(figure 3.28) The United States may be one of the few democracies where no single national governmental agency maintains official elections records, although the Federal Election Commission does maintain a database on campaign finance reports for federal elections and the Clerk of the House of Representatives does publish the vote counts (in a somewhat clumsy format) for each federal election since 1920. For the most part, official election records are maintained by each state’s Secretary of State office. Congressional Quarterly, Inc., a privately owned publishing company, collects almost all of the data related to the votes-cast turnout measures and results of gubernatorial and federal elections, published in its biennial, America Votes. The elections outcome data reported in the U.S. Statistical Abstract are mostly obtained from Congressional Quarterly, but the Abstract is the more accessible source of the data. The Interuniversity Consortium for Political and Social Research’s
United States Historical Election Returns series contains congressional, presidential, and gubernatorial election return data at the state and county level for elections from 1788 through 1990. Many universities and colleges are members of the ICPSR, which provides an extensive library of raw data from surveys and research studies.
(figures 3.25, 3.26) Political corruption is generally not included among the crimes reported on the Bureau of Justice Statistics website. To obtain the state data on prosecution rates of public officials, I e-mailed one of the authors of the study cited, Kenneth Meier, and he graciously sent them to me. He developed the measure based on data obtained from an annual (since 1978) report submitted to the Congress by the Department of Justice Public Integrity Section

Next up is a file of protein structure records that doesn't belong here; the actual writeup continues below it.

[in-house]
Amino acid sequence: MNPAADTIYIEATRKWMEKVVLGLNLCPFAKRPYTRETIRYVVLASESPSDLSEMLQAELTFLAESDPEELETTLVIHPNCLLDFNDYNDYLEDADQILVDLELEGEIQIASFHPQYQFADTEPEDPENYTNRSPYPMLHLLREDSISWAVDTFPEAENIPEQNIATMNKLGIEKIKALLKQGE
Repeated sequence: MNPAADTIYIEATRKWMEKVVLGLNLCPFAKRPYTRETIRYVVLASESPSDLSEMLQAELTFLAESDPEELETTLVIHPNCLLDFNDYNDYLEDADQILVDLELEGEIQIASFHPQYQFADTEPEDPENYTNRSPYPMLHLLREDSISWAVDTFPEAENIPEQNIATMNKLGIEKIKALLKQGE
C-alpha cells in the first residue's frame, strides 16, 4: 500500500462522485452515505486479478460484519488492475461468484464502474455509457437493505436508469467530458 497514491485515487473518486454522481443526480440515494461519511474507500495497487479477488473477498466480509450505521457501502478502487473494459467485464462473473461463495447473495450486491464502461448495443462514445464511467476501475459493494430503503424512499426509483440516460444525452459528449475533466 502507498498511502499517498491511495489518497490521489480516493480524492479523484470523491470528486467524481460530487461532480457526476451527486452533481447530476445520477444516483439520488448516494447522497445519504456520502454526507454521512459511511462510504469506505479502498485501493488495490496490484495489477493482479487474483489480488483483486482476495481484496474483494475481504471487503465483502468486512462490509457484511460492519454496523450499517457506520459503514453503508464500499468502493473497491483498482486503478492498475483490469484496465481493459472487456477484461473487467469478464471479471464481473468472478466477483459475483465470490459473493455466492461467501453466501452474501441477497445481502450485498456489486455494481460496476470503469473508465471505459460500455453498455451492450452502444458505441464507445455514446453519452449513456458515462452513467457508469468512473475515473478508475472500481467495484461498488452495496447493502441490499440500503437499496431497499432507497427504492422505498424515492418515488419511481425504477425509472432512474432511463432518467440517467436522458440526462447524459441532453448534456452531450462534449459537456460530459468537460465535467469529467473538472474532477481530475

, which details convictions for political corruption for each U.S. Attorney’s office. Of course, there is a fundamental validity question involved in using the “number of officials caught” as a measure of political corruption.
(figures 6.5, 6.6, 6.7, 6.9) In addition to the annual March Current Population Survey (CPS) that has been used to measure income and poverty since 1959, income and poverty estimates are also derived from the decennial census and, since 1998, from the Census Bureau’s monthly American Community Survey (ACS). The ACS is a much larger survey, sampling three million households each year, versus less than 100,000 for the CPS. Because the three surveys are conducted at different times of the year and use slightly different definitions of the target populations and adjustments for inflation, they produce slightly different estimates. ACS income estimates tend to be about four percent higher than those derived from the decennial census. The ACS also includes questions about housing, immigration, citizenship, and employment and will eventually replace the decennial census long-form questionnaire that has been administered to one out six households. All these data are available at the Census Bureau’s Poverty